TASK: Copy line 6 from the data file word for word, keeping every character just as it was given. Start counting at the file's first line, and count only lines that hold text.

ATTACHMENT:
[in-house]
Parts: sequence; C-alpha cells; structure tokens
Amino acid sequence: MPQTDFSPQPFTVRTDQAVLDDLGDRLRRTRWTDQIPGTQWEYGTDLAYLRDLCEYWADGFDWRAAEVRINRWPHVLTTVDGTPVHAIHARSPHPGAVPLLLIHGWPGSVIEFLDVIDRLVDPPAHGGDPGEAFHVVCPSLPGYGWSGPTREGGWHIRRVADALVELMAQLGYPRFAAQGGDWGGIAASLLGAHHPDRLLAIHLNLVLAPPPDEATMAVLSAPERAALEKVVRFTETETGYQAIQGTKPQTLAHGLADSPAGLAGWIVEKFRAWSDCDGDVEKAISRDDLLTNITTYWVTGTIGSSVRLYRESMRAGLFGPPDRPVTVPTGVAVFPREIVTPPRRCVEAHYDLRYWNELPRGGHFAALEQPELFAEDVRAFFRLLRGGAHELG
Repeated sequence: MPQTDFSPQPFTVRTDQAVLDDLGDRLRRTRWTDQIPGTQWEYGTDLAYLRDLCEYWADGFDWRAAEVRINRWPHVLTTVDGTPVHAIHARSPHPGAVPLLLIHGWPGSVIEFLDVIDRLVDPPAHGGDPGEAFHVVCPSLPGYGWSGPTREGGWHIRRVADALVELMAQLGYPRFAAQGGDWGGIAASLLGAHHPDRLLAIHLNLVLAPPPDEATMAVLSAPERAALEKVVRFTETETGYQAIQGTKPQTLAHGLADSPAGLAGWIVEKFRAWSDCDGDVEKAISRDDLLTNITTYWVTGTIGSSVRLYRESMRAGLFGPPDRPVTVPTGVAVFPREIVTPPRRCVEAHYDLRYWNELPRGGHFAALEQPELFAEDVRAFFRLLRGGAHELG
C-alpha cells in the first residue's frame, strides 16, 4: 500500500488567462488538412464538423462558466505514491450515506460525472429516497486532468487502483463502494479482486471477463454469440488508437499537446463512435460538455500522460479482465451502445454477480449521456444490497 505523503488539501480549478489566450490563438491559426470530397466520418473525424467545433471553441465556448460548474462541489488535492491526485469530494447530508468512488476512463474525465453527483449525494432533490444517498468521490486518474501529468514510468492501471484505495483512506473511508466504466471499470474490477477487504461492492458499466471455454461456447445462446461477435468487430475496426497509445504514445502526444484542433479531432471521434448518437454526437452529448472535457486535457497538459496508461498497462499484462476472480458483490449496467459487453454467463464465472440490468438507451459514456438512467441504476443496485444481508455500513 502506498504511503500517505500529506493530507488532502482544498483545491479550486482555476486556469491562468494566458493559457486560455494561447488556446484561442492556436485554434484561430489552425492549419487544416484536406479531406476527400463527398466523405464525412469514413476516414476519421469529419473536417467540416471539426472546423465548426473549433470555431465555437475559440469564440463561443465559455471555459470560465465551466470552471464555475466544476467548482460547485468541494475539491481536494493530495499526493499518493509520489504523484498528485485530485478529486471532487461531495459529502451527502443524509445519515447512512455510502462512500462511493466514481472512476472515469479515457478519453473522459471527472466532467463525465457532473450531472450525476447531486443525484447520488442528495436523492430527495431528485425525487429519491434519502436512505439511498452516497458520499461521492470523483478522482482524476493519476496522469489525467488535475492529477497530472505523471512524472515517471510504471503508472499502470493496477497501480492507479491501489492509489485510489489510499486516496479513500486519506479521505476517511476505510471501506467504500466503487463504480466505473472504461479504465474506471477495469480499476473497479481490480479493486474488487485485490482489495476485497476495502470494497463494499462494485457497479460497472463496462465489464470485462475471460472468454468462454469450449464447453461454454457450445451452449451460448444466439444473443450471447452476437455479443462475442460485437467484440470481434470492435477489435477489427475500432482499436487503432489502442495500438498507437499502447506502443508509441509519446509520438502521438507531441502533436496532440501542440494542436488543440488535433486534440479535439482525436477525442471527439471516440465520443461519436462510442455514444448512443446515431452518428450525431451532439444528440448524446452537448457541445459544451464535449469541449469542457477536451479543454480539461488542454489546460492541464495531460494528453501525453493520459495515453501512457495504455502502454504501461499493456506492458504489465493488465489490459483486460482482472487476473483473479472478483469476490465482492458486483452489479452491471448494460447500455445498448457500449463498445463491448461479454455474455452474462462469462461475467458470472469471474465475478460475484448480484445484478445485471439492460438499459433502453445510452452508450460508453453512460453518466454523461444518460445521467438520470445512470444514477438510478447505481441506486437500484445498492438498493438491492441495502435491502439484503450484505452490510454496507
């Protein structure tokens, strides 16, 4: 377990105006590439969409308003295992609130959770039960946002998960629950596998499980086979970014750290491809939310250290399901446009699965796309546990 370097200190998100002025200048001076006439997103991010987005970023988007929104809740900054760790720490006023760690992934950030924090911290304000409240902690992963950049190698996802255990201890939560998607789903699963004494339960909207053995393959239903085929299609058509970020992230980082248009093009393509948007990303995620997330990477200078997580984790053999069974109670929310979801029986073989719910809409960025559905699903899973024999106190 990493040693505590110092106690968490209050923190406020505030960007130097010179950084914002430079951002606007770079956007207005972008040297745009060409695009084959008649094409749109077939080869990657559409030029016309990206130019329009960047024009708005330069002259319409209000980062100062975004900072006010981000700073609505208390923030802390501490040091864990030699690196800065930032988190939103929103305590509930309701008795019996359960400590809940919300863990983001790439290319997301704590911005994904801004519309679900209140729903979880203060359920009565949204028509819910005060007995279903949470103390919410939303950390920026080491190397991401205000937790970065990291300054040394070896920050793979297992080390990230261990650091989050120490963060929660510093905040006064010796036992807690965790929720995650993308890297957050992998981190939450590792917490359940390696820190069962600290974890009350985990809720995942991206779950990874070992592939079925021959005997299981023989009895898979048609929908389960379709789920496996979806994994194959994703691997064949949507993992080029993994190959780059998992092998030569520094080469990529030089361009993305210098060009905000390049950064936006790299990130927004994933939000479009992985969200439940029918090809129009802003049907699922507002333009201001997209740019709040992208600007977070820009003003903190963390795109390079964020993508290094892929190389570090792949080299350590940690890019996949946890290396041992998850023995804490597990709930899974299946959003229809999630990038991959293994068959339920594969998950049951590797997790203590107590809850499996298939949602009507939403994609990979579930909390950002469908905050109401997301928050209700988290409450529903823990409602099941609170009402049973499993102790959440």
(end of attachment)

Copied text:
């Protein structure tokens, strides 16, 4: 377990105006590439969409308003295992609130959770039960946002998960629950596998499980086979970014750290491809939310250290399901446009699965796309546990 370097200190998100002025200048001076006439997103991010987005970023988007929104809740900054760790720490006023760690992934950030924090911290304000409240902690992963950049190698996802255990201890939560998607789903699963004494339960909207053995393959239903085929299609058509970020992230980082248009093009393509948007990303995620997330990477200078997580984790053999069974109670929310979801029986073989719910809409960025559905699903899973024999106190 990493040693505590110092106690968490209050923190406020505030960007130097010179950084914002430079951002606007770079956007207005972008040297745009060409695009084959008649094409749109077939080869990657559409030029016309990206130019329009960047024009708005330069002259319409209000980062100062975004900072006010981000700073609505208390923030802390501490040091864990030699690196800065930032988190939103929103305590509930309701008795019996359960400590809940919300863990983001790439290319997301704590911005994904801004519309679900209140729903979880203060359920009565949204028509819910005060007995279903949470103390919410939303950390920026080491190397991401205000937790970065990291300054040394070896920050793979297992080390990230261990650091989050120490963060929660510093905040006064010796036992807690965790929720995650993308890297957050992998981190939450590792917490359940390696820190069962600290974890009350985990809720995942991206779950990874070992592939079925021959005997299981023989009895898979048609929908389960379709789920496996979806994994194959994703691997064949949507993992080029993994190959780059998992092998030569520094080469990529030089361009993305210098060009905000390049950064936006790299990130927004994933939000479009992985969200439940029918090809129009802003049907699922507002333009201001997209740019709040992208600007977070820009003003903190963390795109390079964020993508290094892929190389570090792949080299350590940690890019996949946890290396041992998850023995804490597990709930899974299946959003229809999630990038991959293994068959339920594969998950049951590797997790203590107590809850499996298939949602009507939403994609990979579930909390950002469908905050109401997301928050209700988290409450529903823990409602099941609170009402049973499993102790959440």